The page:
Bug 44777 - module-rtp-send floods the network with UDP packets, crippling it severely
Summary: module-rtp-send floods the network with UDP packets, crippling it severely
Status: NEW
Alias: None
Product: PulseAudio
Classification: Unclassified
Component: modules (show other bugs)
Version: unspecified
Hardware: All Linux (All)
: high major
Assignee: pulseaudio-bugs
QA Contact: pulseaudio-bugs
: 98649 (view as bug list)
Depends on:
Reported: 2012-01-14 04:24 UTC by gt6
Modified: 2017-05-11 12:26 UTC (History)
14 users (show)

See Also:
i915 platform:
i915 features:

pcap - load-module module-rtp-send source=rtp.monitor (15.05 KB, application/octet-stream)
2014-01-19 03:15 UTC, Bill McGonigle

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Description gt6 2012-01-14 04:24:47 UTC
When I enable module-rtp-send either by ticking [x] Enable Multicast/RTP sender in paprefs or adding something like 

load-module module-null-sink sink_name=rtp
load-module module-rtp-send

to /etc/pulse/default.pa, pulseaudio starts flooding the packet with more than 100 UDP packets per second. My router can't handle that and fails to serve any other devices. The network is practially DOS'd by pulseaudio.

Output from tcpdump -i eth0, as soon as the [x] Enable Multicast/RTP sender checkbox in paprefs is ticket, starts about 2 seconds later:

13:15:37.872284 IP > UDP, length 236
13:15:40.106404 IP > UDP, length 1292
13:15:40.113622 IP > UDP, length 1292
13:15:40.120879 IP > UDP, length 1292
13:15:40.128150 IP > UDP, length 1292
13:15:40.135305 IP > UDP, length 1292
13:15:40.142550 IP > UDP, length 1292
13:15:40.149782 IP > UDP, length 1292
13:15:40.157019 IP > UDP, length 1292
13:15:40.164254 IP > UDP, length 1292
13:15:40.171478 IP > UDP, length 1292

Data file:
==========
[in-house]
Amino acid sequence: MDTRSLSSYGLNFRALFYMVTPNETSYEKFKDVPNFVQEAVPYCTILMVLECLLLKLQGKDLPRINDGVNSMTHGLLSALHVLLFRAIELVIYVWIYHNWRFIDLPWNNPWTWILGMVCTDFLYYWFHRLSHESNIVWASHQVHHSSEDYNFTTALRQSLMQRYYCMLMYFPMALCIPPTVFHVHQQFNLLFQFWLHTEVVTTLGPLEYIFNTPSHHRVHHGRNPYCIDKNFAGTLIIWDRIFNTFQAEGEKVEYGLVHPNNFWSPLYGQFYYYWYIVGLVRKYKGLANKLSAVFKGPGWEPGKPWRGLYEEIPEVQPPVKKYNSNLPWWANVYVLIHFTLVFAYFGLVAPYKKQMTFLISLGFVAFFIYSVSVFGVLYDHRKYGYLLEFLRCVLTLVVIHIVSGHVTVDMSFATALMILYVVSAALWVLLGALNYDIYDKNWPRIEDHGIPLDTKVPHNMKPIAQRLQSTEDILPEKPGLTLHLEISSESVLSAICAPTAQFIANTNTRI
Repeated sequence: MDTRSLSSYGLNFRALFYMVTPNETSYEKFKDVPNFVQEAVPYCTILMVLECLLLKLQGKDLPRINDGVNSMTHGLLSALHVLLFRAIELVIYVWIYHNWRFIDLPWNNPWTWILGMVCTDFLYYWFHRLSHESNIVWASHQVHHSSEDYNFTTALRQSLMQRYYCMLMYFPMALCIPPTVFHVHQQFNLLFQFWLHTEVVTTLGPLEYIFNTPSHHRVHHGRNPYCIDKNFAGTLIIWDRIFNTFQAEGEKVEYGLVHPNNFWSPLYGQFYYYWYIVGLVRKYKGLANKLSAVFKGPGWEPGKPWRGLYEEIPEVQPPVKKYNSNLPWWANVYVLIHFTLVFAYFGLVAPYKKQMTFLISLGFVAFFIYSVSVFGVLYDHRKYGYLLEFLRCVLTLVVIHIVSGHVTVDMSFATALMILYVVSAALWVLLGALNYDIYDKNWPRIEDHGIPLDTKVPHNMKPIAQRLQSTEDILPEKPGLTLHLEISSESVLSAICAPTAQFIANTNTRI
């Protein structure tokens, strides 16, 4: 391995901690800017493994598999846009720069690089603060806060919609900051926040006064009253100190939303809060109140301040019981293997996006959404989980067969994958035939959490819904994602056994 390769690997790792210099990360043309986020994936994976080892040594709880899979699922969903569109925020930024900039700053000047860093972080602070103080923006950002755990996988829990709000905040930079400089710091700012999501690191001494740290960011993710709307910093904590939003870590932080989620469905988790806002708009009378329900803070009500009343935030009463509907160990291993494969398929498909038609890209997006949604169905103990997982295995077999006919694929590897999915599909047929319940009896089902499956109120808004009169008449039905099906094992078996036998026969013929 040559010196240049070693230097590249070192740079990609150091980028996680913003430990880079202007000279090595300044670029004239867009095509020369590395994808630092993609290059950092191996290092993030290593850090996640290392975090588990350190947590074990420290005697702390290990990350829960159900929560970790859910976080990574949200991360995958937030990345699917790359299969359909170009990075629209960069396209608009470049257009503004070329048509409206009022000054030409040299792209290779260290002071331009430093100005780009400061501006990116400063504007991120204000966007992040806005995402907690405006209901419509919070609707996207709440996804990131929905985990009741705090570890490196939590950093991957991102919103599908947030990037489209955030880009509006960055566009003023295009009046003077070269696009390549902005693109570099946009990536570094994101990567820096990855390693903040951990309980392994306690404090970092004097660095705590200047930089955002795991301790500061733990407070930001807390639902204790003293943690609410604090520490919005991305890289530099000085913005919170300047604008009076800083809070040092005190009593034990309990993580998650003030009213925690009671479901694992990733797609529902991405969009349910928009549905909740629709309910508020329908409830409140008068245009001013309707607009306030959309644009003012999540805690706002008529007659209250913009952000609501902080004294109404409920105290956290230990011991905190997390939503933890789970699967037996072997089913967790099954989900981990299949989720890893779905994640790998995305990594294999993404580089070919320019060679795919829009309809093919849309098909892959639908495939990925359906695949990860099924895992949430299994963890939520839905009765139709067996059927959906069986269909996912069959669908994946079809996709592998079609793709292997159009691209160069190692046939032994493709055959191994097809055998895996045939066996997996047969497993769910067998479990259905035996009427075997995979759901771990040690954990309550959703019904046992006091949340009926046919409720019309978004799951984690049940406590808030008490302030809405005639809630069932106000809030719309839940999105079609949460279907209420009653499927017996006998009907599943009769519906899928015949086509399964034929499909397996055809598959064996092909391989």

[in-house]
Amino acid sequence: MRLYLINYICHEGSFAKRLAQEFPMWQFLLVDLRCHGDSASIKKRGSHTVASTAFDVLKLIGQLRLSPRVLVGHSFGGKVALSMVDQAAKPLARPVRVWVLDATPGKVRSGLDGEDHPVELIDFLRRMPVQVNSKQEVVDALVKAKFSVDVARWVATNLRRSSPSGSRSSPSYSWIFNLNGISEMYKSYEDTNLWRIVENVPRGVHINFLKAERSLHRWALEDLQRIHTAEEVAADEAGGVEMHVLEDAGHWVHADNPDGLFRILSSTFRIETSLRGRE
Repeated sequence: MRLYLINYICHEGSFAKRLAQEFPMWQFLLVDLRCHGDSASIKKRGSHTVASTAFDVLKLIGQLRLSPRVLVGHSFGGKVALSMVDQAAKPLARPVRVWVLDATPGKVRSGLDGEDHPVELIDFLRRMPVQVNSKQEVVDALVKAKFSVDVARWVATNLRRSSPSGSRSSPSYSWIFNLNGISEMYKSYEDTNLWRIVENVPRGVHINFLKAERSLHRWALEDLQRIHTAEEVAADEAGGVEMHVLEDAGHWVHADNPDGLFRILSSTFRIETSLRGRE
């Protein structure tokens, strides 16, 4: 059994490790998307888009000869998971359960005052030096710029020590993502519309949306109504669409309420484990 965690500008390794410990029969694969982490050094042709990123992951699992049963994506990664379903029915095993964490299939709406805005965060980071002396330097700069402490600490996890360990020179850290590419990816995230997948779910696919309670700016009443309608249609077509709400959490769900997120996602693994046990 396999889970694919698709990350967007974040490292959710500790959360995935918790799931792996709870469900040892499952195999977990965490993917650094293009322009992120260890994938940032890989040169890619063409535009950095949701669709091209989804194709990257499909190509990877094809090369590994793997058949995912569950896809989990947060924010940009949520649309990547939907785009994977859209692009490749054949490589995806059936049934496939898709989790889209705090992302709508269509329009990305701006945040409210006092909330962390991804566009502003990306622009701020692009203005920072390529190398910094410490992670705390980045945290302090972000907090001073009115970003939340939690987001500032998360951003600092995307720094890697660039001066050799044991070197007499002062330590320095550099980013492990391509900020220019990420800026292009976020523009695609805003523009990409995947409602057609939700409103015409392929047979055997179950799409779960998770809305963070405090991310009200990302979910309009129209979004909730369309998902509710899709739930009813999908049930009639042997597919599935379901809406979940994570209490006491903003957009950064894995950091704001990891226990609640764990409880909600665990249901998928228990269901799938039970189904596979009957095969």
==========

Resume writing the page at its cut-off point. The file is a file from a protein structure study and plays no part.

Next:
13:15:40.178687 IP > UDP, length 1292
13:15:40.185959 IP > UDP, length 1292
13:15:40.193206 IP > UDP, length 1292
13:15:40.200402 IP > UDP, length 1292
13:15:40.207614 IP > UDP, length 1292
13:15:40.214899 IP > UDP, length 1292
13:15:40.222118 IP > UDP, length 1292
13:15:40.229332 IP > UDP, length 1292
13:15:40.236563 IP > UDP, length 1292
13:15:40.243806 IP > UDP, length 1292
13:15:40.251050 IP > UDP, length 1292
13:15:40.258285 IP > UDP, length 1292
13:15:40.265471 IP > UDP, length 1292
13:15:40.272692 IP > UDP, length 1292
13:15:40.279998 IP > UDP, length 1292
13:15:40.287151 IP > UDP, length 1292
13:15:40.294461 IP > UDP, length 1292
13:15:40.301695 IP > UDP, length 1292
13:15:40.308892 IP > UDP, length 1292
13:15:40.316144 IP > UDP, length 1292
13:15:40.323376 IP > UDP, length 1292
13:15:40.330585 IP > UDP, length 1292
13:15:40.337884 IP > UDP, length 1292
13:15:40.345098 IP > UDP, length 1292
13:15:40.352285 IP > UDP, length 1292
13:15:40.359539 IP > UDP, length 1292
13:15:40.366760 IP > UDP, length 1292
13:15:40.374038 IP > UDP, length 1292
13:15:40.381829 IP > UDP, length 1292
13:15:40.388471 IP > UDP, length 1292
13:15:40.395700 IP > UDP, length 1292
13:15:40.402964 IP > UDP, length 1292

Some info:

pulseaudio -vvvvv says nothing interesting at all when enabling RTP.

[root@tachychineta shapeshifter]# uname -a
Linux tachychineta 3.1.5-1-ARCH #1 SMP PREEMPT Sun Dec 11 06:26:14 UTC 2011 i686 Intel(R) Core(TM)2 CPU T5600 @ 1.83GHz GenuineIntel GNU/Linux

[root@tachychineta shapeshifter]# pacman -Qi $(pacman -Qq | grep pulse) | grep -e "Name" -e "Version"
Name           : libcanberra-pulse
Version        : 0.28-2
Name           : libpulse
Version        : 1.1-2
Name           : pulseaudio
Version        : 1.1-2
Name           : pulseaudio-alsa
Version        : 1-2
Name           : pulseaudio-equalizer-bzr
Version        : 4-4